Reply
    1. Sherman Hu

      I am with you Judith.

      The reason why this is happening is that the activities of Catholic Healthcare organizations fly below radar that’s unknown to the general publics. Most people even not aware of the damage of Bush era Faith-based initiatives that using our taxpayers’ dollars (public funding) to fund Catholic healthcare organizations. The intent of this initiative is to help Catholic healthcare grow strong financially, and focusing on theology not the science.

      Continuing to expose the true intent of Catholic healthcare organizations is critical.

      Reply
  4. Mary WillAllen

    The names will be published in the newspaper. I still have the list of those Washington Supreme Court justices who voted against gay marriage, and I pull it out and share it
    whenever a judge comes up for reelection.

    Reply
    1. Sherman Hu

      Mary, that’s really good, would you let us know/or publish the list of the names?

      When I shared Catholic healthcare organizations’ activities with the public, people were shocked and angered. Information is critically important.

      As a member of ACLU, I believe that the general public is deserved to have the knowledge that would help them make the right decisions in the elections.

      Reply
  5. Lorie

    The rest of the web press seems to be seeing this decision as a victory for Mr. Ockletree, in that there was a finding that religious institutions are not exempted from anti-discrimination laws when it comes to workers who have jobs completely unrelated to any so-called ‘religious mission’. One could assume, then, that the Ockletree decision has opened a crack in the religious non-profit shield the Church thought is was operating behind.
    By continuing the case in federal courts using federal anti-discrimination law there is a possibility that a district court could come up with a finding that will affect not only Washington’s religious hospitals but force hospitals in other states who are managed by the Franciscans to change their employment policies. Yes/no?
    Of course it would have been preferable to have had the Court take the position that non-profits are not exempt from state anti-discrimination laws, period, but at least this represents one step forward.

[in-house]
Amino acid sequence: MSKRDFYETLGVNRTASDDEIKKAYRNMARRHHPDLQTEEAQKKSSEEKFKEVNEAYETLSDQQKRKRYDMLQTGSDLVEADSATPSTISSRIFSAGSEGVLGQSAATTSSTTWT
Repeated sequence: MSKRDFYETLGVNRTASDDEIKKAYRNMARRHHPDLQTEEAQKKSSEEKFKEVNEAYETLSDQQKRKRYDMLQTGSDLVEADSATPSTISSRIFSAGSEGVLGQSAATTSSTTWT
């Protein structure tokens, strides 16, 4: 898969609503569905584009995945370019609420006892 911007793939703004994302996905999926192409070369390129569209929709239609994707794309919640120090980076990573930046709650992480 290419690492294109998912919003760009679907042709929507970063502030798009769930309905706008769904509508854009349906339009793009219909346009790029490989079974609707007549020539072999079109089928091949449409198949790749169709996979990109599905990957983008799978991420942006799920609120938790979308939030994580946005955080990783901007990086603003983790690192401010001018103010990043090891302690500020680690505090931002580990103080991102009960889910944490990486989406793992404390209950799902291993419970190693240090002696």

Reply
    1. Sherman Hu

      America is a land of law. There is no room debating whether or Catholic healthcare organizations should be exempted from Anti-Discrimination Law.

      Yes they’re subjected to this law (although they will continue to discriminate, it’s their religious deed).

      Catholic Healthcare organizations should also be subject to Affordable Care Act and providing abortion procedures to women.

      Reply
    2. catholicwatcher Post author

      I think the CourtHouse News Service interpretation/analysis is most accurate. It was a narrow victory for Ockletree and similar employees whose jobs clearly have no religious function or purpose, but in the broader scheme of things, the vast majority of employees who work for religious nonprofits will find their rights severely curtailed as result of this lawsuit. As one example, there is now nothing to stop a Catholic hospital from firing a nurse or physician who is in a same-sex marriage – because Catholic health care ministries make clear that religion is an integral part of health care delivery.

      Reply
    1. Sherman Hu

      Whether or not Catholic isn’t a point! That showed that Conservatives/Christian right banded together continuing their efforts to move our society backward.

      As America is dedicated the liberty, equal rights, justice for all, it’s shame that the Court allowed to have the racist practice in the organizations.

      Reply
    2. catholicwatcher Post author

      Six of the nine justices on the Supreme Court are Catholic. Three are Jewish.

      As cases focused on religion move forward, it’s disconcerting that we don’t have more diversity of religious experience among the justices. According to the most recent Pew Survey, Catholics make up 23.9% of the population whereas “Unaffiliated” makes up 16.1 percent, with less than 2% of the public identifying as Jewish.

      Two religious traditions are greatly overrepresented on today’s court.

      Reply
      1. Sherman Hu

        Thanks for the information and I will pass onto general public. Mid-term election is coming up and we need to let votes have the right information to make the decision.

        I am working with someone in the process of forming a nonprofit organization – “WashingtonProgressiveMovement”, I will keep everyone informed.

        Reply